Traditionally, the EO data market has been dominated by a small group of companies owning the majority of satellites and focused primarily on selling the collected data via large government and military contracts. With thousands of new satellites scheduled to launch over the next decade, there is an increasing availability of high-quality EO data, both in terms of variety and quality of resolution.

As a result, hundreds of thousands of new applications using satellite data will be developed by companies looking to cost-effectively monitor assets. These application areas include fintech, precision agriculture, smart cities, forestry, mining, civil engineering, oil and gas, energy, utilities, and insurance.  NSR’s Satellite-based Earth Observation, 9th Edition Reportforecasts the global opportunity for the sale of satellite imagery to reach $1.8 billion by 2026, driven by high demand downstream, and more competition upstream from new players and constellations.

SkyWatch is aggregating the world’s satellite data, offering application developers and data scientists an easy way to access EO data. Data available through EarthCache is scrubbed, normalized, clipped, and pre-processed, allowing customers with no previous geospatial experience to generate insights from these datasets right away for their internal stakeholders or external customers.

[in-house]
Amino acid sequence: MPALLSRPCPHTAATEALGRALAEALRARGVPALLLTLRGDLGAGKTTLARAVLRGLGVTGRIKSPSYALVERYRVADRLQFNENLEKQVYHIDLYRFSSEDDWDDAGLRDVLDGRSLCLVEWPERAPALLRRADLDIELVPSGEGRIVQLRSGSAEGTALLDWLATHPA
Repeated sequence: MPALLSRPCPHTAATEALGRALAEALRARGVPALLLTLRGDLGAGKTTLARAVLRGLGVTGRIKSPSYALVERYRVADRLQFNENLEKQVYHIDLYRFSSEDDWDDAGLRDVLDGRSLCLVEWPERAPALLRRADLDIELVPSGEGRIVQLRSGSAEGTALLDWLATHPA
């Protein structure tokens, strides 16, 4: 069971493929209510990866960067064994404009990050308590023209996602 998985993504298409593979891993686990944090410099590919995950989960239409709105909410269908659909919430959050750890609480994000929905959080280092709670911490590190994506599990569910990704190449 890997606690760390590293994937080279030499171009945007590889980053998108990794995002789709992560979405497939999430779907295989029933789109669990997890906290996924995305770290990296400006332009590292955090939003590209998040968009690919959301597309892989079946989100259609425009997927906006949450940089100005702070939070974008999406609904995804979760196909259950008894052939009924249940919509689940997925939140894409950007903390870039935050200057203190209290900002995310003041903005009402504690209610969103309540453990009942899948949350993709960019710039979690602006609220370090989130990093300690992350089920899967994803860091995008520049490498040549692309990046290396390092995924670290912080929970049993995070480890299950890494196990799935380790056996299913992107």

The EarthCache platform is uniquely designed for applications developers and data engineers. With one API call, they can search terabytes of data and retrieve only the specific data they need, or place tasking orders for future data to be delivered upon collection, allowing them to monitor areas at regular intervals.

SkyWatch also offers developers full access to downloadable data without the need to share their algorithms and do any further processing in our application. We make it easy for development teams to reliably find the data they need while keeping their proprietary algorithms private. 

What benefits would a satellite operator gain from outsourcing data distribution rather than build their own IT infrastructure?